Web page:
Carbon Management in Cities: Gaps in Policy Discussions and Scientific Understanding
6:00 ~ 7:30 PM, December 6, 2007
Solar Room, Grand Hyatt, Nusa Dua, Bali, Indonesia
Global Carbon Project (GCP), Asian Institute of Technology (AIT) and National Institute for Environmental Studies (NIES) jointly organized an official side-event entitled Carbon Management in Cities: Gaps in Policy Discussions and Scientific Understanding during the UNFCCC COP13/CMP3 meeting on December 6, 2007 at Bali, Indonesia. The side event, attended by over 100 people, was instrumental in initiating discussions on importance and role of cities on carbon management for mitigating global climate change. The side-event further highlighted not only the importance of mitigation at city scale but also the adaptation measures in cities. The event highlighted the needs for better science, bridging information gaps and more thrust for urban issues in global climate debate.
Dr. Shobhakar Dhakal, Executive Director of GCP briefly introduced the GCP and highlighted objectives and goals of the side-event. Prof. S. Kumar, Dean of School of Environment, Resources and Development, AIT welcomed participants on behalf of AIT and Dr. Yasuhiro Sasano, Director, Center for Global Environmental Research, NIES welcomed on behalf of NIES.
After the welcome, Prof. Kumar chaired the presentation session. Each presentation was followed by short discussion, with 2-3 questions from the floor.
Dr. Shobhakar Dhakal highlighted importance of urban carbon management in the context of global carbon management. He informed that past urbanization has been unprecedented in terms of speed and size and urban areas now contributes to 70-85% of the global CO2 emissions, which is expected to grow significantly due to the rapid urbanization in developing countries, especially in Asia. However, this fact also provides an opportunity for carbon management at city scale but the response from science and policy has been weaker in the past.
Presenting paper on carbon emissions and mitigations: lessons from cross-city analyses in Asia, Prof. Ram M. Shrestha of AIT said that if the proper policy directions backed by sound scientific information is ensured, cities can reduce carbon emission however the instrument and tools might vary across cities. He presented lessons of cities in Asia and discussed the role and implications of various policy instruments including carbon tax with Thailand as an example.
Dr. Richard Dawson of Tyndall Centre for Climate Change Research presented paper on beyond emissions: Scientific challenges in understanding cities and climate change. He shared Tyndall Centre’s work in London and suggested that innovative approaches to adaptation and mitigation can be developed by evidence-based integrated assessment of cities and climate change and scientific community can provide the key needed knowledge to city authorities.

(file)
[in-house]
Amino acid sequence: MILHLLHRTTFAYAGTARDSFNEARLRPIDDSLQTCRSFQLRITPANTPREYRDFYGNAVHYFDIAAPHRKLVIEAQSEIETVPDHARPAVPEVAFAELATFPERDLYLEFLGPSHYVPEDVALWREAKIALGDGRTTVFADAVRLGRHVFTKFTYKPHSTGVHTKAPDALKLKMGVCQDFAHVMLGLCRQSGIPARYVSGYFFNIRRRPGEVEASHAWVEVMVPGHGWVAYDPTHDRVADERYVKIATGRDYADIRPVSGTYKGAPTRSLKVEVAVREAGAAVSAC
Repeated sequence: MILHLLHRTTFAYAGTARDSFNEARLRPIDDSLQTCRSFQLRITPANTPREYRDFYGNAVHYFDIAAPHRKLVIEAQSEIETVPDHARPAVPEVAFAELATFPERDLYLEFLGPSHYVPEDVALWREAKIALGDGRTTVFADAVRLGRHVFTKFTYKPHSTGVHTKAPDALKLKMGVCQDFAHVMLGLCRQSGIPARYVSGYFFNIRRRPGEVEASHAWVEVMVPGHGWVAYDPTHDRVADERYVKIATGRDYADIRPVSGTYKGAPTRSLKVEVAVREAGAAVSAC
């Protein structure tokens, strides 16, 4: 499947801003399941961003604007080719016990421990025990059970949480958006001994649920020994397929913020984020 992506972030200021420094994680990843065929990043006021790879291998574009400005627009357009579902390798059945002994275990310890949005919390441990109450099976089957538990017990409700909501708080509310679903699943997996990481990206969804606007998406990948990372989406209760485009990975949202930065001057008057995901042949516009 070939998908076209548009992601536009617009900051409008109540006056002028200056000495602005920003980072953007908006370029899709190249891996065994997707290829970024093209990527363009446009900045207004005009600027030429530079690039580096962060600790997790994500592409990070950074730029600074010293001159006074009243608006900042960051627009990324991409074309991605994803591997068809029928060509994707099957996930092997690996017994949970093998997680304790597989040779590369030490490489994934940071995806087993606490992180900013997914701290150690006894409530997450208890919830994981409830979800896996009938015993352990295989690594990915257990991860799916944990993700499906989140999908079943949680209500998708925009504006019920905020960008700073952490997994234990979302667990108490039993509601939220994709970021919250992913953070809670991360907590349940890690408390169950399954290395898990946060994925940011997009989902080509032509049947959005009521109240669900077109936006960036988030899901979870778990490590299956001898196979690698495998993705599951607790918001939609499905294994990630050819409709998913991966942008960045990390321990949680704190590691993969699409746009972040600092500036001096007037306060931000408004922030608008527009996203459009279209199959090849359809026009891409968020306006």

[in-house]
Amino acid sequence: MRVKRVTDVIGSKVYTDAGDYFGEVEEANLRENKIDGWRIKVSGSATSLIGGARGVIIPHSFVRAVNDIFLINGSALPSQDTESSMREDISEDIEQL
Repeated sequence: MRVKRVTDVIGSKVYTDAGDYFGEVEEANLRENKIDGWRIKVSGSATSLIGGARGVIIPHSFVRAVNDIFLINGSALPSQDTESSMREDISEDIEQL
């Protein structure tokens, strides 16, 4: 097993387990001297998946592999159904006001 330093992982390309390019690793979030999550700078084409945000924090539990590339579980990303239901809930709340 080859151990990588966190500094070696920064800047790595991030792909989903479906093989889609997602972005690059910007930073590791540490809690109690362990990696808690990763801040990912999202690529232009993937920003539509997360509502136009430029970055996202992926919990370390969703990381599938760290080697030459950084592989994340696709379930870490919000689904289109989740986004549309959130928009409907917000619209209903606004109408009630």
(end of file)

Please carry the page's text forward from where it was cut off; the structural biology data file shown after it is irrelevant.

Dr. Debra Roberts of EThekwini Municipality (City of Durban), presenting on the need for pragmatic carbon management: bridging the science/policy divide at the local government level, emphasized on the importance of adaptation and mitigation issues for her city and information that decision makers need from science to develop appropriate policies.
Speakers emphasized that now cities should lead the climate change agenda, both on mitigation and adaptation. But this should be reinforced by the adequate scientific information required for the policy making. Participants also discussed on the need to link and improve communication amongst ongoing initiatives in scientific and policy fronts such as C40 initiative and others. Participants also raised questions on impacts of polices such as carbon tax and biofuel for carbon management. It was reminded that recent studies have shown that biofuel may not be carbon friendly always as it was thought or presented. Similarly, discussions were held on the motivating factors for the developing country cities for local carbon management. As the cities are not only the source of carbon, they are also in threat from the possible climate impacts, and some cities like Durban and London have already witnessed it, the integrated climate assessment for both mitigation and adaptation can help city policymakers. Prof. Kumar moderated the discussion and summarized the session at the end.
Shobhakar Dhakal, Global Carbon Project
Ram M. Shrestha (ram[AT]ait.ac.th), Asian Institute of Technology